I've been reading Kingsley Amis, the famously drunk famous British author, now famously dead. Amongst his essays about booze, liquor, drinking, mixing drinks, drinking while writing, and drinking while making more drinks, there is a fine essay about the care and handling of hangovers.

The advice for the physical hangover is the usual stuff: Hair of the dog, vigorous sex, water (and lots of it). However, he also addresses the metaphysical hangover—the portion of the hangover which I have always neglected. What is it?

"...That ineffable compound of depression, sadness (these two are not the same), anxiety, self-hatred, sense of failure and fear for the future..."

You know the drill. So when the "morning" dim creeps through your curtains tomorrow, you must first look towards curing your physical hangover, but don't forget the metaphysical hangover.

According to Amis, the first step is to remind yourself that what you are experiencing is a hangover. You are not, in fact, a bad person. It will all be alright. You're not dying, and no-one really hates you.

Now in order to truly tackle the metaphysical hangover, says Amis, " must feel worse emotionally before you start to feel better. A good cry is the initial aim."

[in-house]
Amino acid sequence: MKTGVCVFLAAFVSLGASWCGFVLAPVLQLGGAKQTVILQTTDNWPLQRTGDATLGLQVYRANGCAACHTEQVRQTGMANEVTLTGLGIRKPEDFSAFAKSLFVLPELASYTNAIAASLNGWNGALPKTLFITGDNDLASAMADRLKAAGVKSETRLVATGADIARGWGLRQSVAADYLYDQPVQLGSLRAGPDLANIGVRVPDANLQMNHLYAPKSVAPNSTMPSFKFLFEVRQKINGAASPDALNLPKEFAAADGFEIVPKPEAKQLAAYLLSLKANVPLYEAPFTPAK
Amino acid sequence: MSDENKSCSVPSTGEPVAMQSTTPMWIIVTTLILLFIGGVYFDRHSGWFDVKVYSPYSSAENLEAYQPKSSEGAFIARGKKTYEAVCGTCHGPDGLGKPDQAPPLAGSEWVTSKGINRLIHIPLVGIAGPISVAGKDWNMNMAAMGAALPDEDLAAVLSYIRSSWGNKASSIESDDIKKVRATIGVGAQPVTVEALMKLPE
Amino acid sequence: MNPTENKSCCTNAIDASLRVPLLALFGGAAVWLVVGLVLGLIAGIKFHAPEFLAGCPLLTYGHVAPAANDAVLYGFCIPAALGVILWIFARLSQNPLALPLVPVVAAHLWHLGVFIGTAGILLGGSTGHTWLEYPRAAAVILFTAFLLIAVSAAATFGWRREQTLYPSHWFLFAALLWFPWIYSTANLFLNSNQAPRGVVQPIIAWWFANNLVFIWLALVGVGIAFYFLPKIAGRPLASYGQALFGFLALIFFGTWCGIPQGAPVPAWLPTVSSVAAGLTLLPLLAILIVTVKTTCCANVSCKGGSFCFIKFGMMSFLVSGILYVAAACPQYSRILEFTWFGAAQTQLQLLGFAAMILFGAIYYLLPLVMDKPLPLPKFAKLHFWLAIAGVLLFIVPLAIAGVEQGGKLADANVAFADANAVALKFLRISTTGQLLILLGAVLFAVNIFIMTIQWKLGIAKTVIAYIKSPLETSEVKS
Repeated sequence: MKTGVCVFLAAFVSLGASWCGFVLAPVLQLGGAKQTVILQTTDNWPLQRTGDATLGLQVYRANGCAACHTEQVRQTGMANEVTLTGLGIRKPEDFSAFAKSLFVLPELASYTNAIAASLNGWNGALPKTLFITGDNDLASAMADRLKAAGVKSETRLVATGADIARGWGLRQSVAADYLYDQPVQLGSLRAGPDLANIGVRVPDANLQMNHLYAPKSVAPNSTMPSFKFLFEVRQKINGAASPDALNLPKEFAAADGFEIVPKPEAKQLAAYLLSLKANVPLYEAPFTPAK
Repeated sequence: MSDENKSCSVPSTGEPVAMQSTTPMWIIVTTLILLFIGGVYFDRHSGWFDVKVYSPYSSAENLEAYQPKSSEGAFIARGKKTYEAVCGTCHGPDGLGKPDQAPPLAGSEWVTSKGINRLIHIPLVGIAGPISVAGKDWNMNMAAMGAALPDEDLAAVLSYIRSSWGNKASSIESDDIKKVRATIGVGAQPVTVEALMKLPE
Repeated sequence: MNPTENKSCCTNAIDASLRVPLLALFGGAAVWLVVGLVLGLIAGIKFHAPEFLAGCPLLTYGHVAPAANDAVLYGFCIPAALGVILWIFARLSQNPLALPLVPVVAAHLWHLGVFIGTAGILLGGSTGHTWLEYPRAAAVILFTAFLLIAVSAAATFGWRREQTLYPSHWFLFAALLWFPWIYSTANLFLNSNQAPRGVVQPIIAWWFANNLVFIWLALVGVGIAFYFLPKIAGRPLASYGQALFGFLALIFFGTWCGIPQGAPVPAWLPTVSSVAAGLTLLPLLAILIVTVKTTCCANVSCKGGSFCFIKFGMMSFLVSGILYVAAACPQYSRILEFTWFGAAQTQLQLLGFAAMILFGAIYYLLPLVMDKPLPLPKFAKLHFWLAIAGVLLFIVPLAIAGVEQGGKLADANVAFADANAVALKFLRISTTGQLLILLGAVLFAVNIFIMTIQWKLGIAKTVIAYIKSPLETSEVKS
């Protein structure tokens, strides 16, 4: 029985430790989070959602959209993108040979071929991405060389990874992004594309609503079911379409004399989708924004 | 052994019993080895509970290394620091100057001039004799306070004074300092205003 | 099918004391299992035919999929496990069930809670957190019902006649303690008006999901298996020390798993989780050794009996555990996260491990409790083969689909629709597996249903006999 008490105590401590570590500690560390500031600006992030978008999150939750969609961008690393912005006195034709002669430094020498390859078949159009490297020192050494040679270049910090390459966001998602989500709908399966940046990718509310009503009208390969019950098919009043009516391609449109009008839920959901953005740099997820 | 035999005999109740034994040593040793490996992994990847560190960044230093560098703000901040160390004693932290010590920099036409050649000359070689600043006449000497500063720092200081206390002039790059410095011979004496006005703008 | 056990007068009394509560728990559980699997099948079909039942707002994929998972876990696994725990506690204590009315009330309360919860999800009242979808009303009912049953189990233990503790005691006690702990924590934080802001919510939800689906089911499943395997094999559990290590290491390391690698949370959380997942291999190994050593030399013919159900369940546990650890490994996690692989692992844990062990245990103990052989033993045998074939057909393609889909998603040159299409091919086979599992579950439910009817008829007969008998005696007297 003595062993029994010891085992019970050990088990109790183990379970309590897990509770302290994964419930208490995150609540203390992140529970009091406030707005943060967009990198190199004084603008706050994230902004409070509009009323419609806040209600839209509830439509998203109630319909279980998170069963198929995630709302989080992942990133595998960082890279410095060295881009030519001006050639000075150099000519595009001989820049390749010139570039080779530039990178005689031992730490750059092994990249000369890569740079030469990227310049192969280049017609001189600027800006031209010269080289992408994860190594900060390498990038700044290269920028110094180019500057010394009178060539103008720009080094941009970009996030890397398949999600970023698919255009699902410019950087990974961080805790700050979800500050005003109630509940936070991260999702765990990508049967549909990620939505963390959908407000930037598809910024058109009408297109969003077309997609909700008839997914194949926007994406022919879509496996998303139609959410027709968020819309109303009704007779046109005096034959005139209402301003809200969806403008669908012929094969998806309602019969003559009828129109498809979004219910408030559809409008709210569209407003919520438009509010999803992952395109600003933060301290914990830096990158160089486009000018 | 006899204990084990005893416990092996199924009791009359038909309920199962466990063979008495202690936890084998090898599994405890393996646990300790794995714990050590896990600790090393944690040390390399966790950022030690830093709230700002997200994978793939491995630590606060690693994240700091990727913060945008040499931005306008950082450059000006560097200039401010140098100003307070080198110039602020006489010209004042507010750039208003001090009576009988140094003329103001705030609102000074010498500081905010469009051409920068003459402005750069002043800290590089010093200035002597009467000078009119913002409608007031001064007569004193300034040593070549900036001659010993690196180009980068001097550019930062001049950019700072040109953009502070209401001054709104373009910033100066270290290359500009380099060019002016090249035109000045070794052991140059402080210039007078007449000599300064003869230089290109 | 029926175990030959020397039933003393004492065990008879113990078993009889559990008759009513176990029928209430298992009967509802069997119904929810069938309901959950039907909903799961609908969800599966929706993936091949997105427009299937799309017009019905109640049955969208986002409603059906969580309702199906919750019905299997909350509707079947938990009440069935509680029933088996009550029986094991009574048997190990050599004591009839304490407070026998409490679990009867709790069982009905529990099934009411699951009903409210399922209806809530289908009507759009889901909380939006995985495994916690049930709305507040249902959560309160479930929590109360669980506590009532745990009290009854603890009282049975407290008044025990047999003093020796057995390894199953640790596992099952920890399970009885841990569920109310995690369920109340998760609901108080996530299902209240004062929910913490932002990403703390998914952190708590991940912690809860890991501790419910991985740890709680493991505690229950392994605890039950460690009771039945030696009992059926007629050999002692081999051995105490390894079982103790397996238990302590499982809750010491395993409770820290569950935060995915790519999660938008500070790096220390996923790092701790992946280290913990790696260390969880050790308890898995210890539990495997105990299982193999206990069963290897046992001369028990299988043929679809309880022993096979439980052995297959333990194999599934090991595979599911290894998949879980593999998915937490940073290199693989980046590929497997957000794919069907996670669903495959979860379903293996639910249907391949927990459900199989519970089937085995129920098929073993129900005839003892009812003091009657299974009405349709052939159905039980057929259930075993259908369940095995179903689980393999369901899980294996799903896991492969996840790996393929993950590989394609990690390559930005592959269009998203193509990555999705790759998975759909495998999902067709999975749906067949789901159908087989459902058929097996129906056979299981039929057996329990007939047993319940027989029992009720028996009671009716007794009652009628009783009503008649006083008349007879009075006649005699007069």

Amis recommends a course of reading or listening to help matters, but aside from Paradise Lost it's unlikely you'll have his recommendations handy. The same goes for music. But the basic gist is to start out with something really depressing, then switch to something "that suggests there may be some point to living after all,"—like war poems, according to Amis. Then, to distract yourself from yourself move on to action, and finally, comedy.

I personally think this can be done with just about anything. I'd recommend doing it with film. Why not try something like "Requiem for a Dream," followed by "Rudy," then "Star Wars," and finally "The Big Lebowski." Done and done. Hell, I'm feeling better just reading that list.

Check out this article and give me your suggestions for curing that metaphysical hangover.

Thanks to Sarah, Ned, Erik and Ezra for the assist.